I think the plot of this episode was a little choppy; things seemed a little too convenient sometimes, but it held together easy enough by the end, and it seems to be introducing the idea that there's something wrong with PaceyPeter, and that maybe he doesn't know about it. And, knowing how weird his dad is and how freaky the show wants to be, I'm sure it's something really weird.
My review: I'm still with ya. Keep it coming!

This week's Eureka was my first in a long time. I mean, I watched all of the first season with rapt attention, and cried like a very sad baby at the end, but I lost track of it in the second season, and this... well, this is the third, and I'm doing my best to get back.
Anyway, I'm not entirely sure what's going on in the overall season arc, but this episode was about the town elections-- Eureka needs a mayor, even though I'm pretty sure it never had one before. Vincent of the coffee shop was running, with Fargo as his campaign manager, Zoe's boyfriend Lucas was running, though it seemed it was all a front for Zoe to be all Lady Macbeth behind the scenes and I'm not sure why she didn't just run herself, and some guy named Hererra who farms clouds was running. There was much techno-fictioning, with clouds shaped into campaign signs and gel that keeps you cool under pressure and so on. Meanwhile, there's some bunker recently discovered, and Allison and Carter investigate and find out that Eva, who I'm assuming is this season's big bad, removed several fourty-year-old bodies from it, and she's not sharing any info on them and is acting like she knew them personally. Oh, and there's a science project that creates as second sun.
Carter and Jo's superbrain boyfriend Zack manage to save the day, and Henry is voted in, even though he didn't run. It's still silly and quirky and fun, and I have no idea what's going on between the characters, but I'm okay with that. Though I do want to know what happened with Allison and Carter-- that's not there at all anymore, and that makes me sad.
My Review: Fun standard Eureka.

thurs: supernatural
Smallville premiered, and I will not be adding that to the rotation. I watched it a little at the beginning, but Superman just isn't that interesting to me, and the show is not good. I just can't bring myself to come back after five and a half years.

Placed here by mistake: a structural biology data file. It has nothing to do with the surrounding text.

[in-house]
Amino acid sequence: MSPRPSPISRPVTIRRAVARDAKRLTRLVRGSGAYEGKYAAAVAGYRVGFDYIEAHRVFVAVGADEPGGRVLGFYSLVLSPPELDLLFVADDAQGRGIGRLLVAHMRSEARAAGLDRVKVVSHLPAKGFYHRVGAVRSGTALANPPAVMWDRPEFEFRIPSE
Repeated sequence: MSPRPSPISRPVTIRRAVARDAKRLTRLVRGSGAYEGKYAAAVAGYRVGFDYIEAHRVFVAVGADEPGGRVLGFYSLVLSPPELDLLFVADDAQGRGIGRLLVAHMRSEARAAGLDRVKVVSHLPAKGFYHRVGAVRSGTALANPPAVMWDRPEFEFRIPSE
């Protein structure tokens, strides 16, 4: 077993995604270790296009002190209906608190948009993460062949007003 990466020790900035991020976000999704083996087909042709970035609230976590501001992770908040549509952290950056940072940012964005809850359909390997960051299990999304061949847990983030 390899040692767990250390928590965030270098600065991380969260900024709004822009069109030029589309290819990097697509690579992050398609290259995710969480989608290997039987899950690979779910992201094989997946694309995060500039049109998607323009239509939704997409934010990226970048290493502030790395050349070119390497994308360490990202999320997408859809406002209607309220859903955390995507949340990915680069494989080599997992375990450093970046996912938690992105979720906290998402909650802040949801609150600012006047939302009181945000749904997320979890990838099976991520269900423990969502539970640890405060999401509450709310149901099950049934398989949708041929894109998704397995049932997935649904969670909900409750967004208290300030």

Better, was that Supernatural premiered. Season four finds Dean dragging himself from the grave after four months, and having to reunite the gang so he can find out why. Sam has a girl whose name he can't remember in a room with mirrored ceilings, Billy almost kills him thinking he's a revenant or something, a psychic is blinded and several demons are killed and blinded, too. Sam's working on his psychic powers with the help of Ruby and a bunch of lies to preserve the secret, and, it turns out, Dean is chosen of God. Neat. It was really only a matter of time, I think, before a show full of demons had to get around to the fact that demons are warped angels, and therefore, there are angels. And it's always fun to watch a rock-hard skeptic get a mission from a god he doesn't believe in. Not to mention watching an angel be really freaky and creepy. This is so much better then whitelighters and darklighters on Charmed.

fri:atlantis, discovery project earth
Atlantis brings us Keller tied up in the woods again! Really, this is getting to be a habit. This time, she's kidnapped by a Runner like Ronon, and that means he's the only one who can track them; meanwhile, Rodney's been practicing talking to her intelligently about medical matters, and has gone with her on his day off juse to near her, so he insists on helping her too. So there's woods, and Wraith, none of which are Standard Wraith Baddie or Hot Toddy The Wraith, so they manage to kill them all and the rest is sunning around and avoiding further capture while Keller helps a sick girl and disables the Runner's transmitter. He draws the rest of the Wraith off, but isn't killed, so I think he'll probably come back later-- or would have if the show wasn't canceled. ::tear:: The best parts were when Keller actually got to do things like speak her mind and even fight off an attacking Wraith who was, like, twice her size-- and when Rodney confronted Ronon back on the base to ask him "his intentions". Seems both Ronon and our Rodney like the same girl! This'll be fun, what with them being entirely different people with entirely different skill sets and personalities and life-views. I'm voting for Rodney, though, if only because I like the little possible sparks between Ronon and Teyla.
My Review: Standard low-budget Atlantis, okay, but not as neat as last week. An excuse to move the plot along.